15.) Jay-Z - The Blueprint (2001)
It's impossible to discuss Jay-Z's triumphant The Blueprint without acknowledging the fact that it was released on September 11th. That an artist so tied to New York would release such a landmark album on what would go down as the worst day in our cities history isn't necessarily ironic, but it's certainly something. Having said that, The Blueprint is such a great record that I'd imagine it gave a lot of people comfort during that tough time and because of that, it came out at exactly the right time.
The Blueprint is Jay-Z's best record. I know, I know Reasonable Doubt. I get it. Great album. I prefer The Blueprint. Let's start wih Kanye (and Just Blaze). The Blueprint put Kanye on the map and pulled hip hop production out of the tunnel visioned beat making of the 90s and into the sample-heavy 2000s. I always prefer samples over hip hop tracks to Timbaland-type beats. I like the "spot the sample" game. It's fun and it also makes the music warmer, less synthetic.
Jay is probably the most important artist of the decade. He's made great records and done great things. He's been in the spotlight and has only eclipsed career high after career high. 2001's The Blueprint was a great start. Let's talk about the songs, shall we. Is there a better diss track than "Takeover"? Hell, no, and Jay's math that reduces Nas' ratio of 1 good record per decade is hilarious and, hate to say it, one hundred percent true. "Blueprint (Momma Loves Me)" is another highlight, personal and vulnerable with the ability to strike an emotional chord that most rappers can't begin to understand. Then there's Jay anointing himself hip-hop's messiah on "Izzo" and he began his Sinatra name-checking ("I did it my way") on "Hola Hovito". Blueprint certainly found Jay very confident and incredibly boastful ("If you haven't heard I'm Michael,Magic and Bird all rolled into one") but tell me he didn't back it up? And no matter how cocky Jay got, never forget that the first thing he does on The Blueprint is thank all of the people who bought the record. A nice touch.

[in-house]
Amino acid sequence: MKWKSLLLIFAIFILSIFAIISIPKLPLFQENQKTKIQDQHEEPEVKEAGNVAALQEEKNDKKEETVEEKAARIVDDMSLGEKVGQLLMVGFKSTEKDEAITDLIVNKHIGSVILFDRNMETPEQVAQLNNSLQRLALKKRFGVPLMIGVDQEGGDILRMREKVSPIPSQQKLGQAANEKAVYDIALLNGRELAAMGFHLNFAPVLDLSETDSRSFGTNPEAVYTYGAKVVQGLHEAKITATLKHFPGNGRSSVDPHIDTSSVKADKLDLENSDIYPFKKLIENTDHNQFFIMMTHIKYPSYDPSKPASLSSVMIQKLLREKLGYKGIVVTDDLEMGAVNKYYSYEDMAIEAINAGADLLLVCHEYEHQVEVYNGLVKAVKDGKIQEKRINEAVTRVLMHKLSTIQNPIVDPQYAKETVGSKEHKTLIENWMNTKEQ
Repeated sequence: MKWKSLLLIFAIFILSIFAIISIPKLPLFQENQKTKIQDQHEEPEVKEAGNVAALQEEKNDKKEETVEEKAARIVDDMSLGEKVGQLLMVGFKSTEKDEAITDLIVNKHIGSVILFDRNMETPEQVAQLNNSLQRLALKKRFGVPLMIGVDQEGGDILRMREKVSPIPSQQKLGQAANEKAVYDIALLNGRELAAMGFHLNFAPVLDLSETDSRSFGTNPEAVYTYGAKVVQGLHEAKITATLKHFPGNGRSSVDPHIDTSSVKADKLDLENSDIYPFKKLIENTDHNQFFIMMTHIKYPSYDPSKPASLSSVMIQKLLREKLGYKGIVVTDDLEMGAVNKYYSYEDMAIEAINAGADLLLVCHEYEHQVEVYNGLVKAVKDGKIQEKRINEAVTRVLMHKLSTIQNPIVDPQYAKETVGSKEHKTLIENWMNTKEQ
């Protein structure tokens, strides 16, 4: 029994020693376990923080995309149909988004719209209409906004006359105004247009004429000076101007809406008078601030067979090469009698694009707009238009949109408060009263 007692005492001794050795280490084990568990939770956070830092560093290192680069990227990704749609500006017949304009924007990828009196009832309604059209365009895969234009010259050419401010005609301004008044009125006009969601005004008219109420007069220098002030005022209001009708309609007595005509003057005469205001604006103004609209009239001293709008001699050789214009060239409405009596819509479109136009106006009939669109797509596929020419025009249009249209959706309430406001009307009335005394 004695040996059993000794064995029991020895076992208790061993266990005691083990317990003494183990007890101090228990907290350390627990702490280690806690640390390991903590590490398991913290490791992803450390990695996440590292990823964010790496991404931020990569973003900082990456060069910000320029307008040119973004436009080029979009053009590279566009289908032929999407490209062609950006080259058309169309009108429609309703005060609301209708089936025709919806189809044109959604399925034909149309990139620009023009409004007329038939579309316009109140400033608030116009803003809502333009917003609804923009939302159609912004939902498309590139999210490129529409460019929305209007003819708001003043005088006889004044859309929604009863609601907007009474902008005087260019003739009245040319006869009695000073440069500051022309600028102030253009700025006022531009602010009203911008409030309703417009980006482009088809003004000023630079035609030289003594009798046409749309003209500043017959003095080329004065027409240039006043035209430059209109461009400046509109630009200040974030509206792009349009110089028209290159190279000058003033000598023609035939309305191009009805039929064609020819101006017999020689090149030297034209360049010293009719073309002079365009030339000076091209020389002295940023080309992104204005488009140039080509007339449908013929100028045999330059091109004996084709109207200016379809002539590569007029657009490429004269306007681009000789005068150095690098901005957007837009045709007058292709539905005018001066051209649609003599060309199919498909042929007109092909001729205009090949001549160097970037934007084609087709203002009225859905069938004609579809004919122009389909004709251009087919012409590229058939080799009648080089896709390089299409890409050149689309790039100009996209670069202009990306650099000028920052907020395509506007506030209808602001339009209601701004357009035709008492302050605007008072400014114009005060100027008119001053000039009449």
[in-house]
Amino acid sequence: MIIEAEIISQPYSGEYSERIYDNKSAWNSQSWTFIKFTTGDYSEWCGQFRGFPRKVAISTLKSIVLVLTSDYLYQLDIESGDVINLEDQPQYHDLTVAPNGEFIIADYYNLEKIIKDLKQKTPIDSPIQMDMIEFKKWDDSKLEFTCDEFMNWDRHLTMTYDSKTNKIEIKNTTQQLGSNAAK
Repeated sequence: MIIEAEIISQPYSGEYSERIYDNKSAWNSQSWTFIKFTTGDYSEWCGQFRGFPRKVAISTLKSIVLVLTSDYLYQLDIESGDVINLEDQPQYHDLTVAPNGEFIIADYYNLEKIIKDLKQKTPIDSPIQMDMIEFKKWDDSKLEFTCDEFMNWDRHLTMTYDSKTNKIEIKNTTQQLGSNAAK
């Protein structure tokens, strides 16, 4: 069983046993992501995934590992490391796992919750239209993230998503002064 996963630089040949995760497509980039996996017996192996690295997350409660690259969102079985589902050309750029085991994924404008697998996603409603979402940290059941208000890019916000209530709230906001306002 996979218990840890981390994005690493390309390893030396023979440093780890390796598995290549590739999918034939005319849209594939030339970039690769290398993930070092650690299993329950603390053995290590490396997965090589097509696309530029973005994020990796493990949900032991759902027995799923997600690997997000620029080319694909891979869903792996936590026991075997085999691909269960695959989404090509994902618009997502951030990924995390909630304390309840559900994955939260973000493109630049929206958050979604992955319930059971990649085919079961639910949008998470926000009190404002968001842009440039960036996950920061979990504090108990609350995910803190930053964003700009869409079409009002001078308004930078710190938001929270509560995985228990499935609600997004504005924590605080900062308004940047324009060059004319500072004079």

The Blueprint marked the torch of East Coast hip hop was posthumously passed from BIG to Hov and this is the one thing I think actually humbled Jay. In "Hola Hovito" Jay says "and if I ain't better than BIG, I'm the closest one". Boastful for sure, but with an overt respect and admiration for the man that ruled the scene prior. I don't think Jay ever assumed he was better than BIG, but he knew, as evidenced in the line, there was no one else even close and truthfully, there still isn't.
Plus there's no fucking skits on it, so that's a million points right there.
Posted by Pat Driscoll